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Health Risk Science -
Human Biomonitoring

Recent advances in analytical chemistry allow us to better detect both natural and synthetic compounds in human tissues such as blood, urine, breast milk or hair through an advanced technology called biomonitoring. Results of biomonitoring studies are now broadly available and are more widely used for many applications other than occupational exposures, but the quality of the results, the design, and objectives have been questioned by scientists, policy makers and the public. Thoughts are that our interpretation of biomonitoring data as been surpassed by our technical ability to detect very low levels of chemicals in the human body.

The Centre for Disease Control and Prevention (CDC) in the United States defines biomonitoring as one method for assessing human exposure to chemicals by measuring the chemicals¹ or their metabolites² in human tissues or specimens, such as blood or urine (CDC 2005). This promising public health tool can help us better understand human exposure to a wide range of substances. Biomonitoring is incredibly useful because chemicals that have entered the human body can be measured in any events along the exposure-disease continuum through the use of different types of biomarkers; exposure, susceptibility, effect and early disease. The U.S. National Research Council has developed a framework for the use and selection of different types of biomarkers. This framework is helpful in understanding the strengths and limitations of various biomarkers based on the scientific knowledge we have about them Biomonitoring can be applied in various ways, including evaluation of the presence of chemicals in body tissues, and to track spatial variation and temporal trends in chemical exposure.  Biomonitoring may also be helpful in identifying at-risk populations.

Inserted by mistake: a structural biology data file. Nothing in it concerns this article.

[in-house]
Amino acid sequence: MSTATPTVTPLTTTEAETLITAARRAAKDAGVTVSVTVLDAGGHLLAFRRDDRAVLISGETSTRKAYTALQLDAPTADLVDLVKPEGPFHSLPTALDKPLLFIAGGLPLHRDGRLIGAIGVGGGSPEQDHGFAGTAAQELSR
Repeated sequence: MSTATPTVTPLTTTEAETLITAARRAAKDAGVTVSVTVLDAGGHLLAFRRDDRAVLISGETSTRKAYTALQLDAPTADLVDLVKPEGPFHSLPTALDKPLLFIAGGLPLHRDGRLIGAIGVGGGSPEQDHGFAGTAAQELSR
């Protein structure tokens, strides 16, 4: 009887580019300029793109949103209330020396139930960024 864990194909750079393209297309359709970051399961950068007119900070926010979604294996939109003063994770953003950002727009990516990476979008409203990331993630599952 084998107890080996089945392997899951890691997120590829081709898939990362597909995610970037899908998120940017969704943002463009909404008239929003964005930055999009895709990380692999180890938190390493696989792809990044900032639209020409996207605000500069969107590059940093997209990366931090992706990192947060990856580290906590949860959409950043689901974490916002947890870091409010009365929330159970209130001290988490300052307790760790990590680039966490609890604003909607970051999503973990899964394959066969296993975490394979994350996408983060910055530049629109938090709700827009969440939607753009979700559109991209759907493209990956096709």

By measuring these compounds, scientists can gain invaluable information about individual exposures at a specific point in time. This information can then be used to determine current exposure levels within the general population; make comparisons in exposures among subgroups; and measure trends in exposure over time. A large ongoing study by the U.S. Centers for Disease Control (CDC)- the National Health and Nutrition Examination Survey (NHANES)- gave the first evidence that Americans had too much lead in their blood. Results helped policy makers to phase out the use of lead as an additive in gasoline. CDC is also monitoring through the National Report on Human Exposure to Environmental Contaminants and released their third report in July 2005. The CDC has undertaken the endeavour of measuring over 148 chemicals in approximately 5000 individuals per year. These chemicals range from a variety of metals, to polycyclic aromatic hydrocarbons (PAH’s), polychlorinated biphenyls (PCB’s), phthalates, phytoestrogens, to a variety of pesticides and herbicides. By measuring a wide range of environmental chemicals in the civilian population, they have been able to report differences based on age, gender and ethnicity as well as track decreases in chemicals such as lead and cotinine (a marker of tobacco smoke exposure) following public health intervention strategies. Unfortunately, biomonitoring data is limited in that it can not determine the source and route of an exposure, how long it has been in the body or what effect the exposure may have on human health. Also, of the 148 chemicals measured in the latest 2005 CDC report, only 25 of them have established EPA reference values, reference concentrations, reference doses, or cancer potency factors.